#musicmarathon is a feature in which we get someone to listen to all of an artist’s studio albums in order of release date and ask them to comment on them. The idea being to see the evolution of an artist whilst listening to some nice music. The highs, the lows, the weird forays into reggae – we cover it all. Sit back and enjoy the musical journey.
The idea to set-up #musicmarathon for PTL came from my strange but growing need to listen to all of Madonna’s studio albums in order on a habitual basis. (I am a weirdo). Throughout my life Madonna’s been there. Much of my rather macho childhood was spent creating impromptu routines to The Immaculate Collection in my bedroom and many car journeys were spent with Confessions On A Dance Floor in the background. Back in 2012, in anticipation of the release of Madonna’s latest album MDNA, I felt it necessary to educate myself in all things Madonna. I downloaded all of her (then) 11 albums and began listening to them in order from debut to most recent – learning along the way, not only how Madonna reinvented herself but how pop changed along with her and the world became a better place…oh dear. Welcome to Part I of the Madonna #musicmarathon.
Madonna – 1983
Madonna released her self-titled debut in 1983. She was 25. A lot of popstars nowadays release albums before they’ve even worked out whether facial hair suits them or not (Exhibit A). Madonna was not one of these people – she had her shit together and you can hear this in the music. Just eight tracks long Madonna is a thing of pop beauty. Concise and uplifting – the songs command you to dance, whilst delving into topics from ‘gee – holidays are fun’ (Holiday) to ‘bollocks I’ve got a crush on you and it’s consuming me’ (Burning Up). A notable thing about Madonna is that although a lot of the content is love-focused – she tackles it from a different perspective to her predecessors. It’s not ‘ooh I’m in love and it’s perfect’ it’s ‘christ love can be a bit shit, ladies do you feel me’. Hell yeah.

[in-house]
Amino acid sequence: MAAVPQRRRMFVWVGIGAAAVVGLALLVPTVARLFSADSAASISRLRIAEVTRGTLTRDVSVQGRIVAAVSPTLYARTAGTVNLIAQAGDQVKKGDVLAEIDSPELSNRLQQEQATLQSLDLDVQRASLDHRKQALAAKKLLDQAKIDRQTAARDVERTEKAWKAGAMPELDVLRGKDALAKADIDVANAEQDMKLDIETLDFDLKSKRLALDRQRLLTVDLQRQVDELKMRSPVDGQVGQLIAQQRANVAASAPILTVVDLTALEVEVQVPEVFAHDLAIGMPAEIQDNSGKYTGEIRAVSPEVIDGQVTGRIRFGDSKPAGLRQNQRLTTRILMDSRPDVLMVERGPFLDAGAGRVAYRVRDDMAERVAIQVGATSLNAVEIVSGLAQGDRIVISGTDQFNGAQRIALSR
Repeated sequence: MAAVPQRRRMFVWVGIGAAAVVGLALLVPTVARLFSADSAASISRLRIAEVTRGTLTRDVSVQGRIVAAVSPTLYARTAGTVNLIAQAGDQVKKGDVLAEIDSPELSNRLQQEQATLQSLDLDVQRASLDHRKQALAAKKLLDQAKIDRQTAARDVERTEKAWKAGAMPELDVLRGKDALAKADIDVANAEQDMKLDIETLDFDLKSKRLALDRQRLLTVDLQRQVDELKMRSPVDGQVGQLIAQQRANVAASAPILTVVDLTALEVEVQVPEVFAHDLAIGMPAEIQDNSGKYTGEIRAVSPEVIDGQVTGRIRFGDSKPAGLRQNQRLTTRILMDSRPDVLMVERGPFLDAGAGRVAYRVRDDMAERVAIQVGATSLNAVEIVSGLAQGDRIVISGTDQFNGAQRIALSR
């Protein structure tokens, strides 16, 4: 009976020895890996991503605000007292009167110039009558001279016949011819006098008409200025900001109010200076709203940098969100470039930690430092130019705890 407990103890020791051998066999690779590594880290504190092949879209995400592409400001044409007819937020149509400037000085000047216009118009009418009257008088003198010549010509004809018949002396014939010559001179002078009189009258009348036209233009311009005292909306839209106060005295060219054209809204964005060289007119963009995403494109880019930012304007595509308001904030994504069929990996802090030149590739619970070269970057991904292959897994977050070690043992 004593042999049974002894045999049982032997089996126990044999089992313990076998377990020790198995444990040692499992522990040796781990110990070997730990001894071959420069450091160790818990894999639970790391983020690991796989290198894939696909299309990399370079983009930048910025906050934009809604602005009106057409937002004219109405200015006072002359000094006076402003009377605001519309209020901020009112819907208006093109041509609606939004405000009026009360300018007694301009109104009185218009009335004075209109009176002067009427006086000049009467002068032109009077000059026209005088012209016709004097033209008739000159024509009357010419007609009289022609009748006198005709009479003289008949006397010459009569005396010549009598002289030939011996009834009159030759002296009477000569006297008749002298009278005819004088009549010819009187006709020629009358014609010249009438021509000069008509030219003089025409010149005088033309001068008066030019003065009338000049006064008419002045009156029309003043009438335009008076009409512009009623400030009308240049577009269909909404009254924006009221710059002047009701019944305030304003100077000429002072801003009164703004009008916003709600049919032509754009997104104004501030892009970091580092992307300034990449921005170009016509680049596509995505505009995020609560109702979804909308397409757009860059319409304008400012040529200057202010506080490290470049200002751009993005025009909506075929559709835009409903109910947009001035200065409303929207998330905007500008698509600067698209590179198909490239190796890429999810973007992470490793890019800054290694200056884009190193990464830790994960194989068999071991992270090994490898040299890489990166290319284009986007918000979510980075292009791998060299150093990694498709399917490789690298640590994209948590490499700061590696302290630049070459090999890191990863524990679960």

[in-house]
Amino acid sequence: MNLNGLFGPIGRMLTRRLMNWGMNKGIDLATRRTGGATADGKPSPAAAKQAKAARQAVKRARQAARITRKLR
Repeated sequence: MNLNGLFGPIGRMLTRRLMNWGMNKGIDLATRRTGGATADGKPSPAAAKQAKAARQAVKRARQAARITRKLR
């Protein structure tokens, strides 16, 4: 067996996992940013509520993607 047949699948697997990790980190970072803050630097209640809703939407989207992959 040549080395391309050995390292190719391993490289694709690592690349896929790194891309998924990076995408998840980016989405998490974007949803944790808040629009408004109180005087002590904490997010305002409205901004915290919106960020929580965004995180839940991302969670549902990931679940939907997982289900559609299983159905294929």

Listen to Madonna when love is messing with your mind.
Borderline – ‘I don’t want to be your prisoner so baby, won’t you set me free.’ Poetry.
Like A Virgin – 1984
One year after the release of Madonna, it was about time the singer had a U.S. No.1 under her belt. Luckily for Madonna, she’d created enough buzz with her debut to hire in some big guns to help her out on her sophormore effort – most notably Nile Rodgers. We Are Family, Let’s Dance, Get Lucky – this man has done a lot. The result was the career/pop/life-defining single: Like A Virgin. Controversial and fun it spent six weeks on top of the Billboard Hot 100 and, although some of the tracks of its eponymous album drifted into filler territory (Shoo Be Doo, Stay…sorry Madonna), the title track and its fellow singles (Angel, Dress You Up, Material Girl, Into The Groove) more than made up for them.
Listen to Like A Virgin when falling in love.
Like A Virgin – The ‘hey’ in the chorus is the stuff of which pop dreams are made.
True Blue – 1986